Too Cool For School: A Brief Explanation of Street Art

Too Cool For School: A Brief Explanation of Street Art

Everyone knows that the summer is the best time to be outside. It’s hot, it’s sunny, and everyone wants to prove a point, whether that means taking a stand on issues you believe in, or simply standing up and finding your own voice.  Summer means late nights, late mornings, and a new kind of energy in the streets, especially the city streets. One important factor of city summers, of course, is the street art to look at.

Image via  Tokidoki

Image via Tokidoki

    In the past, there was a negative connotation attached to the word ‘Graffiti’, which simply means to paint or write on a surface. The word derived from the Greeks, from the word graffito before taking on a whole new meaning in modern society. Giant murals, tags, portraits, you name it; Street art certainly has come a long way since it got its start. It is said to have started with two men that went by the name of Cool Earl and Cornbread sometime around the 1960s in Philadelphia. In 1967 the Chicago Mural movement got its start, people came together to paint a giant collaborative piece depicting famous African Americans. However, that was just the tipping point.

    Gaining popularity thanks to its founding fathers, the concept of tagging and graffiti moved from Philadelphia to the streets of New York City. Not too long after, gangs started using tags to mark their territory in the city.

Image via  Design Boom

Image via Design Boom

    During the early seventies, street art took on a new wave of creativity. Artists started putting borders around tags, even having style wars. Artists then began fighting for a better street rep and more space to create. Also, during this time period, the style of throw up art became very popular as well as a layered style which involved artists using artist use two different colors to make images pop out and look more realistic.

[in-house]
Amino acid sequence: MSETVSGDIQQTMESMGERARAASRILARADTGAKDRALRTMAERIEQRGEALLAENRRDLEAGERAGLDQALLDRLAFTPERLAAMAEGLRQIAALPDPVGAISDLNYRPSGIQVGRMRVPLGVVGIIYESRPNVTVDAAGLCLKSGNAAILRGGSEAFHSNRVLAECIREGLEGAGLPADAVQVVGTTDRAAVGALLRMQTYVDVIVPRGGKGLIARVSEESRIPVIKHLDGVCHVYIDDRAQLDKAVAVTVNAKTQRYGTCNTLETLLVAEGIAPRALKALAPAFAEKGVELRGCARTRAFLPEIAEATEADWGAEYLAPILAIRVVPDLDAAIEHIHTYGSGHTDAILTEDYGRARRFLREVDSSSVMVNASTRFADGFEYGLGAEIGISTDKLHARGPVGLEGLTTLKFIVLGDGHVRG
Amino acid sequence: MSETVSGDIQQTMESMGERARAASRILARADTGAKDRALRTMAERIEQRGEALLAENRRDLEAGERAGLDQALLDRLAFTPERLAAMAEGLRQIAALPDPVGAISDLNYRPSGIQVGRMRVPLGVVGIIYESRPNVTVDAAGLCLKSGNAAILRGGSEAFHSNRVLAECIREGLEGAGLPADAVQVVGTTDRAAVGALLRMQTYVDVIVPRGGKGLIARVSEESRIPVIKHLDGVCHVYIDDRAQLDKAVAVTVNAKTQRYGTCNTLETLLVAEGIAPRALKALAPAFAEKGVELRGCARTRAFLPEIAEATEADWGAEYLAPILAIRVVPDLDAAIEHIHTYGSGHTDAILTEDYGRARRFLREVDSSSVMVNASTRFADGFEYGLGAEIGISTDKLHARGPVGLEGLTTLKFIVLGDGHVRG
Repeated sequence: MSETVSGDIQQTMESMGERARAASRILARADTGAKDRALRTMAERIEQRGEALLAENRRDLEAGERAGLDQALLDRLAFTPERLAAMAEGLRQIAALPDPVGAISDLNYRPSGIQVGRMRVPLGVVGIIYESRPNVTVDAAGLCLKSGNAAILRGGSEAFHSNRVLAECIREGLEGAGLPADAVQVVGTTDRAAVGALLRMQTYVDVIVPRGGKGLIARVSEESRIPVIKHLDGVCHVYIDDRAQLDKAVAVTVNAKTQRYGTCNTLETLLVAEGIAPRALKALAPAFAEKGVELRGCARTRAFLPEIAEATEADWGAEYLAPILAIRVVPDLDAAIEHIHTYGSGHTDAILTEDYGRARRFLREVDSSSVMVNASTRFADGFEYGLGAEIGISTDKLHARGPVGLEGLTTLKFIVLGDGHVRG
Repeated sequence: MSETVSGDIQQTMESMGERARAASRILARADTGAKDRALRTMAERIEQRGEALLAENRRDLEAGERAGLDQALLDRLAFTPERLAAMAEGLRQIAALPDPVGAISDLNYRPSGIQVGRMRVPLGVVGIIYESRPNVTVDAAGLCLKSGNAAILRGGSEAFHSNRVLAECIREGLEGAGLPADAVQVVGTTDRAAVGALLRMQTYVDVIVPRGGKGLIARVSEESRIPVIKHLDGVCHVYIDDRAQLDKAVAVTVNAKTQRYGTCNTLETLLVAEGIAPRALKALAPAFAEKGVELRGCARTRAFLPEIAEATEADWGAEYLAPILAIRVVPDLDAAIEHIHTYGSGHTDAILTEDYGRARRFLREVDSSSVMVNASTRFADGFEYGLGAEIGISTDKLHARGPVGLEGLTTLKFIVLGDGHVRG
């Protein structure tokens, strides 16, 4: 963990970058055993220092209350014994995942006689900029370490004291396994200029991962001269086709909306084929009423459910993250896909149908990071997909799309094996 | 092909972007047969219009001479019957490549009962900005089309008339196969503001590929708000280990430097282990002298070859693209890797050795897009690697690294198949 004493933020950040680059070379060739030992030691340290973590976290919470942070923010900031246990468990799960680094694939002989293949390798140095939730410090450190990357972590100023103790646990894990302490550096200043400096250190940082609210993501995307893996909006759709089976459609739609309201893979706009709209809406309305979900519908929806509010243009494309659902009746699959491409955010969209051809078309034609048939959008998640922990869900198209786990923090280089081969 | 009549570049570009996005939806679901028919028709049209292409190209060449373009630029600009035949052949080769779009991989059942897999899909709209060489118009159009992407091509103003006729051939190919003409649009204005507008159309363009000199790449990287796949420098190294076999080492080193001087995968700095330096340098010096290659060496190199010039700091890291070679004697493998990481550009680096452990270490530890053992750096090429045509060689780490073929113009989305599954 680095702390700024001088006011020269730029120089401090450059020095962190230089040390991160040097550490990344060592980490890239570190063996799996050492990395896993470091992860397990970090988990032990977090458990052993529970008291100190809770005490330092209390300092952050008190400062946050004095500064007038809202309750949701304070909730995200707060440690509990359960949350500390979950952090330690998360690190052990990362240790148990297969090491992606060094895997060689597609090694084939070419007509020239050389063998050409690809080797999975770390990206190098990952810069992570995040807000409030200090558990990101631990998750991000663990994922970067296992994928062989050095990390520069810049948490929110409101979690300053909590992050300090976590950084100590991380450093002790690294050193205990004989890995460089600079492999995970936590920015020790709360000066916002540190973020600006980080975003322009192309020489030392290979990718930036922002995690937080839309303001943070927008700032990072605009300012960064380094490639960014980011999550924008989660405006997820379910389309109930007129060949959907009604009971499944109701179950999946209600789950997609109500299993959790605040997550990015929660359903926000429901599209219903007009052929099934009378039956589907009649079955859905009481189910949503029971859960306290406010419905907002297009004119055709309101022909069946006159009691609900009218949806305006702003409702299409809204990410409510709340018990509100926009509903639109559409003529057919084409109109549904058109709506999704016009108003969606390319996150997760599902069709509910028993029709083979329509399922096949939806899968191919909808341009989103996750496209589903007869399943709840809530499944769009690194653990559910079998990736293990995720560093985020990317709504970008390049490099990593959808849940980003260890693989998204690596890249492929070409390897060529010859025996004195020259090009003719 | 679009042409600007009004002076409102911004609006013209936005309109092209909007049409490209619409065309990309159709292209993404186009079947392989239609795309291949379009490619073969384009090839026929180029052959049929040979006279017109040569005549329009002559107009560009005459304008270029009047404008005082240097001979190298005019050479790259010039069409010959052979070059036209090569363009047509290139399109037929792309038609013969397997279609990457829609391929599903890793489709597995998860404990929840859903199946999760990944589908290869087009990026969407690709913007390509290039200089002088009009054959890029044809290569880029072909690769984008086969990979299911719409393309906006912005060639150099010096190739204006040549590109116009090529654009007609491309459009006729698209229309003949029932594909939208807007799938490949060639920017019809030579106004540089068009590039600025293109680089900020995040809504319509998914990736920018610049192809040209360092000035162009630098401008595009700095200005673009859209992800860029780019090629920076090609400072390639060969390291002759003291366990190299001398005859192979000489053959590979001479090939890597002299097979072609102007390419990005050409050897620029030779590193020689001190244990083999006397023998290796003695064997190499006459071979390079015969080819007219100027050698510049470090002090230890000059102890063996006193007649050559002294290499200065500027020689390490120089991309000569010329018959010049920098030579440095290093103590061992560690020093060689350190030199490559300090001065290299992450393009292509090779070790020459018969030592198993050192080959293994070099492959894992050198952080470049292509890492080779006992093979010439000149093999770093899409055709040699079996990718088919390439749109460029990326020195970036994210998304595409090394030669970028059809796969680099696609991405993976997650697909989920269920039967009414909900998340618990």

In 1982 the surge of street art began to slow down when, the laws and punishments for being caught in the act of tagging or otherwise became harsher, including but not limiting to jail time.

So, what does this mean for the future of street art? Some of us might be familiar with the man that helped popularize the street art scene, Shepard Fairey. Fairey’s giant murals and stickers became a leader in not just the street art world, but also the political world.

Image via  LA Times

Image via LA Times

    During an interview with Stephen Heller, a writer for the professional association for design, the icon himself admitted that he never knew that his art would have such an effect on the world. He even said that he assumed that the Obey project itself would just a couple of weeks, running around and making art. Of course, that was only the start.

    Even though street art is still considered just a small portion of the giant and ever-changing world of art, there is still something to be said about the way that it has done more than develop and alter over time. Looking closely at how important the entire scene is when looking at what really happened. Most importantly, taking a closer, longer look at this incredible movement and how came to be. 

Image via  Huffington Post

Image via Huffington Post

    Street art is not just tagging your name with a can of spray paint and running through the dark streets in the middle of the night. There is more meaning behind it than anyone could have ever imagined. Whether it’s a statement focused on political unrest, social injustice, or even just a message for the humans of the world, street art changed the meaning of the world of art. It has also provided artists with a new, larger voice that can be broadcasted for an entire population. Just a moment stop and think about the world.

- Josie Griffith 

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